School of Communication professors take home top awards
School of Communication associate professors Twange Kasoma and John Brummette won awards at the 2017 Association for Education in Journalism and Mass Communication (AEJMC) conference in Chicago.
Following the conference, Kasoma was named Kopenhaver Center Fellow for the Advancement of Women in Communication. The award is named after Lillian Lodge Kopenhaver, dean emeritus at Florida International University, who worked to develop female academics and professionals into community leaders and visionaries.
Kasoma is one of 47 women to be named a Kopenhaver Center Fellow for the Advancement of Women in Communication.
“Being named a Kopenhaver Fellow for 2017 is very timely for me,” Kasoma said. “Having been newly tenured and promoted to associate professor, I want to start honing my leadership skills and what I learned at the Kopenhaver Fellowship Pre-Conference Workshop was an important step in that direction. I not only got preliminary advice and mentoring at the workshop, but also had an excellent networking opportunity for future research.”
As part of the honor, recipients have the opportunity to attend “Women in Communication: Moving Ahead,” an exclusive convention at the Kopenhaver Center on April 5, 2018 in Miami.
The conference will explore women’s progress into leadership ranks. Strategies for moving forward will also be discussed and the results of a national survey of the role and status of women in communication will be presented.
This study serves as an example of how our state-of-the art social media watch center can benefit our students and faculty."
Brummette, also acting associate dean for the College of Graduate and Research Studies, presented two papers at the AEJMC conference, including one that received a top-three award.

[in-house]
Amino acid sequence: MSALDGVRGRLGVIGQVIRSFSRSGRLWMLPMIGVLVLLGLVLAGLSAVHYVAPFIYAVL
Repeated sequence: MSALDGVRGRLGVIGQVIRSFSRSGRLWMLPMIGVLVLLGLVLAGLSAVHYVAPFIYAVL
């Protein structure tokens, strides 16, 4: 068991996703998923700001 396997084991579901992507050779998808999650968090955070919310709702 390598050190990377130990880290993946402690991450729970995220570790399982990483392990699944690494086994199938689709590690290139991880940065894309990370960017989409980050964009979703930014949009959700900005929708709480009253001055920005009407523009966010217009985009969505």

The first paper, titled “Experiential learning and crisis simulations: Leadership, decision making and communication competencies,” focused on the benefit to students who participate in simulation exercises that require an application of public relation theories and research. Co-authors of the paper are Hilary Fussell Sisco M.S. ‘05, associate professor at Quinnipiac University; Laura Willis, assistant professor at Quinnipiac University; and Michael J. Palenchar, associate professor at the University of Tennessee.
The research findings suggested that classroom crisis simulations prepare students, or future practitioners, by providing them with experiences that apply skills taught in the classroom and boosting their professional development.
“Classroom crisis simulation exercises are excellent examples of experiential learning,” Brummette said. “While lectures and discussions of theories and processes are important, true learning occurs when students are provided with an opportunity to put those theories and concepts into practice.”
Brummette’s second paper - and the one that received the award - was titled “Read all about it: The politicization of fake news on Twitter,” focused on how the term “fake news” is discussed in online networks and how politics factor into these discussions. Marcia DiStaso, a professor at the University of Florida; Michail Vafeiadis, assistant professor at Auburn University; Marcus Messner, associate professor at VCU; and Terry Flynn, assistant professor at McMaster University, co-wrote the paper with Brummette.
“This study serves as an example of how our state-of-the art social media watch center can benefit our students and faculty,” Brummette said.